- Warren Buffett's annual letter to Berkshire Hathaway shareholders was released Saturday.
- At year-end last year, Berkshire Hathaway had $116 billion in cash and short-term Treasury bills compared to $86.4 billion at the end of 2016.
- "This extraordinary liquidity earns only a pittance and is far beyond the level Charlie and I wish Berkshire to have. Our smiles will broaden when we have redeployed Berkshire's excess funds into more productive assets," Warren Buffett writes.
- The letter also showed Berkshire gained $29 billion last year related to the tax cut.
The Oracle of Omaha explained his buying criteria for deals in his 2017 annual letter to shareholders released on Saturday.
"In our search for new stand-alone businesses, the key qualities we seek are durable competitive strengths; able and high-grade management; good returns on the net tangible assets required to operate the business; opportunities for internal growth at attractive returns; and, finally, a sensible purchase price," he wrote. "That last requirement proved a barrier to virtually all deals we reviewed in 2017, as prices for decent, but far from spectacular, businesses hit an all-time high."
At year-end last year Berkshire Hathaway had $116 billion in cash and short-term Treasury bills compared to $86.4 billion at the end of 2016, the letter revealed.
"Berkshire's goal is to substantially increase the earnings of its non-insurance group. For that to happen, we will need to make one or more huge acquisitions. We certainly have the resources to do so," he wrote. "This extraordinary liquidity earns only a pittance and is far beyond the level Charlie and I wish Berkshire to have. Our smiles will broaden when we have redeployed Berkshire's excess funds into more productive assets."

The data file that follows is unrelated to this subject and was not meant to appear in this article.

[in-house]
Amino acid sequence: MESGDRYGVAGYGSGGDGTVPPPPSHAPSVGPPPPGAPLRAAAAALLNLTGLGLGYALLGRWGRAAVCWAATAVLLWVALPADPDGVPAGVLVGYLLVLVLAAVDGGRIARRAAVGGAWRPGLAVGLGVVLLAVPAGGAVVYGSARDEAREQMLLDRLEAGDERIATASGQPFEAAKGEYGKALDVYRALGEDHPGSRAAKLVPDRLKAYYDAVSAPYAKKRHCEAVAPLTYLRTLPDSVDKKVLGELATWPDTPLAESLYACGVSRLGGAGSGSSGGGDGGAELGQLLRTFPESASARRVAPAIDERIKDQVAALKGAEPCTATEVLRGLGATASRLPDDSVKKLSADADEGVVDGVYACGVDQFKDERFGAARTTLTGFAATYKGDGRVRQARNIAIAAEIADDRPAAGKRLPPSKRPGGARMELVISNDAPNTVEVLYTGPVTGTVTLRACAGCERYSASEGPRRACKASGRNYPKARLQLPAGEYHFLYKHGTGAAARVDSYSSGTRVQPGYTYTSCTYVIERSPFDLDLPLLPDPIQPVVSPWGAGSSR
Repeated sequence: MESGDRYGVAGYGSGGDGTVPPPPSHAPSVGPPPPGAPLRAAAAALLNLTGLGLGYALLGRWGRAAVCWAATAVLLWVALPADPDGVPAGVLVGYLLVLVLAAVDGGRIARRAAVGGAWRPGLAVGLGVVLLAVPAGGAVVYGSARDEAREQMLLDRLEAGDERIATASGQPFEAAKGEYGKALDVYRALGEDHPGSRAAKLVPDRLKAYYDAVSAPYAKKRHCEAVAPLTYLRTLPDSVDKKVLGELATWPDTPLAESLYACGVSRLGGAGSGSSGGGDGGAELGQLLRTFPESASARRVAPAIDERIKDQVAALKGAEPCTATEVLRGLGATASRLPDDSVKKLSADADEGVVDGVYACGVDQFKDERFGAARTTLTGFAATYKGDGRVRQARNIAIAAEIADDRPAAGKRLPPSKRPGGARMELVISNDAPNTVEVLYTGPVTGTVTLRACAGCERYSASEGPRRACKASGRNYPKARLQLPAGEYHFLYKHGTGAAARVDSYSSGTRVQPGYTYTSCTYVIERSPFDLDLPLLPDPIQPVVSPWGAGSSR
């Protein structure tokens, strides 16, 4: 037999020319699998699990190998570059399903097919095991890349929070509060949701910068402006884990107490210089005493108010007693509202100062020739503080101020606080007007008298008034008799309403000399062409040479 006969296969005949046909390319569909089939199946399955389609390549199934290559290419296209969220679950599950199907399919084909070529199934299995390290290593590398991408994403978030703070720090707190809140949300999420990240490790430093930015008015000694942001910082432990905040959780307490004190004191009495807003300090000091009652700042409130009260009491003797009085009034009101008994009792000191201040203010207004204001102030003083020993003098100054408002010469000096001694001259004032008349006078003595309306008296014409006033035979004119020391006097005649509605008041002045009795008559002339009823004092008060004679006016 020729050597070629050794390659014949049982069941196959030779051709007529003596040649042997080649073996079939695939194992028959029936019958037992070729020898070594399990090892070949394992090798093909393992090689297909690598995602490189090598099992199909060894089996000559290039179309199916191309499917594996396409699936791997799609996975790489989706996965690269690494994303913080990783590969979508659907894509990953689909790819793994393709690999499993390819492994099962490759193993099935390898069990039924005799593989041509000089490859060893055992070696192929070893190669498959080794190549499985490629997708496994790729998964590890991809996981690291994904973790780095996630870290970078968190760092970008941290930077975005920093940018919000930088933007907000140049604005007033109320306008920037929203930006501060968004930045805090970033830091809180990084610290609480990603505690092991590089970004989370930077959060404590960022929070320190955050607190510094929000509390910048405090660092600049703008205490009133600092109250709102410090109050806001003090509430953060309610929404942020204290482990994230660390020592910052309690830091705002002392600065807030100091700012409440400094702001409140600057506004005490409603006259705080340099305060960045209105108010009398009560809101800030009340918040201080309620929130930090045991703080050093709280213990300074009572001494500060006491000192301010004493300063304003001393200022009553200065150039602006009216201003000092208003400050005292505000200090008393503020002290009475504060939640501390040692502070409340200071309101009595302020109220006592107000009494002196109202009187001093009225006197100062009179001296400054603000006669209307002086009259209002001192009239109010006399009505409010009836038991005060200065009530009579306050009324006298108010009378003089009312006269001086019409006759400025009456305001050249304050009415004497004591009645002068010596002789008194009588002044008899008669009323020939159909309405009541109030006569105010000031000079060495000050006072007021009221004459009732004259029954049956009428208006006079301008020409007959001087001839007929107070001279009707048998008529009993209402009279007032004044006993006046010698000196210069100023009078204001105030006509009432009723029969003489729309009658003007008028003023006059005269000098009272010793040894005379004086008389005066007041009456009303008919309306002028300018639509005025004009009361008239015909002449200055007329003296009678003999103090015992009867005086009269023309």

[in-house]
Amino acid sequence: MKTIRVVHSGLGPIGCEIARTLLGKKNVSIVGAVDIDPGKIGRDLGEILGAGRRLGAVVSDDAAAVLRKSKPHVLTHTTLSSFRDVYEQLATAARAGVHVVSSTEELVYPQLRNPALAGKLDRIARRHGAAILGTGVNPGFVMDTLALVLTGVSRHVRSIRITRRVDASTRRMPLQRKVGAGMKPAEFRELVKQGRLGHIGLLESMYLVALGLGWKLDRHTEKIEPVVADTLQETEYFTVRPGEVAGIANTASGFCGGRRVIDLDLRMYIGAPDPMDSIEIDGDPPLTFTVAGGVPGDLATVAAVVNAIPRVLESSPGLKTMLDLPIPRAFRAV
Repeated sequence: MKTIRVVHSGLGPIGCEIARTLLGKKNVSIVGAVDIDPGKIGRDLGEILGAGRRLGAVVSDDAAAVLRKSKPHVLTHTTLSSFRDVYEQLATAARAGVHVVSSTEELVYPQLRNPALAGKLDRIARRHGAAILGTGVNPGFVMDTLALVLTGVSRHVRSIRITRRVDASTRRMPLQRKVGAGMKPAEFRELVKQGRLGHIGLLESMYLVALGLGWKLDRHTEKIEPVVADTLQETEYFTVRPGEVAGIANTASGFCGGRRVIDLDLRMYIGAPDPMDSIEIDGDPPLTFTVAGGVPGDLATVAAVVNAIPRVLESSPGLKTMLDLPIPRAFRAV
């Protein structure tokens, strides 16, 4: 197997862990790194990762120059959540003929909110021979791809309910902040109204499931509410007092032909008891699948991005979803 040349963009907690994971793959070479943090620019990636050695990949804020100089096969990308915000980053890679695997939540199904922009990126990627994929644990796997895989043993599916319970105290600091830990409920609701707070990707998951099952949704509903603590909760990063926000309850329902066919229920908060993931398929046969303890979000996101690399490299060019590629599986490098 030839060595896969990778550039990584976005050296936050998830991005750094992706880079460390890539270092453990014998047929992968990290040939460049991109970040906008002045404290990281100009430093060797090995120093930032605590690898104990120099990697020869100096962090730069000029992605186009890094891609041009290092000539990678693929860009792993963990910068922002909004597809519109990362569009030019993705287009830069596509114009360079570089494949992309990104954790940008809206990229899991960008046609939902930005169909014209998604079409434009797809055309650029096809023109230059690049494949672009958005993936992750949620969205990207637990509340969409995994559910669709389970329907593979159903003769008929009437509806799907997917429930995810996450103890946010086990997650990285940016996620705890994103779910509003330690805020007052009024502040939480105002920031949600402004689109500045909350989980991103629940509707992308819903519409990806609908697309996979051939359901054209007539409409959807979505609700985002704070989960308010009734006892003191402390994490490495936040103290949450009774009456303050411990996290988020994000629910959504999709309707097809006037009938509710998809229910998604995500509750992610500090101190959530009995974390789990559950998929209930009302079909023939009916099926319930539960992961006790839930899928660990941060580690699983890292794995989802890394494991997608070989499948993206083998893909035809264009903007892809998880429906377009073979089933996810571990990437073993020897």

Buffett said Berkshire Hathaway is a big beneficiary of corporate tax reform. The tax overhaul, which President Donald Trump signed into law in December, lowers the corporate tax rate to 21 percent from 35 percent.
For 2017 the company had a $65 billion gain in its net worth or increase in its shareholder equity.
"The $65 billion gain is nonetheless real – rest assured of that. But only $36 billion came from Berkshire's operations," he wrote. "The remaining $29 billion was delivered to us in December when Congress rewrote the U.S. Tax Code."
Buffett, 87, added in the letter he will still handle the big acquisition decisions for the company, along with Charlie Munger, 94.
"I've saved the best for last. Early in 2018, Berkshire's board elected Ajit Jain and Greg Abel as directors of Berkshire and also designated each as Vice Chairman. Ajit is now responsible for insurance operations, and Greg oversees the rest of our businesses," he wrote. "Charlie and I will focus on investments and capital allocation."
That mention at the end of the letter was the extent of Buffett's discussion of a succession plan he put in place in January.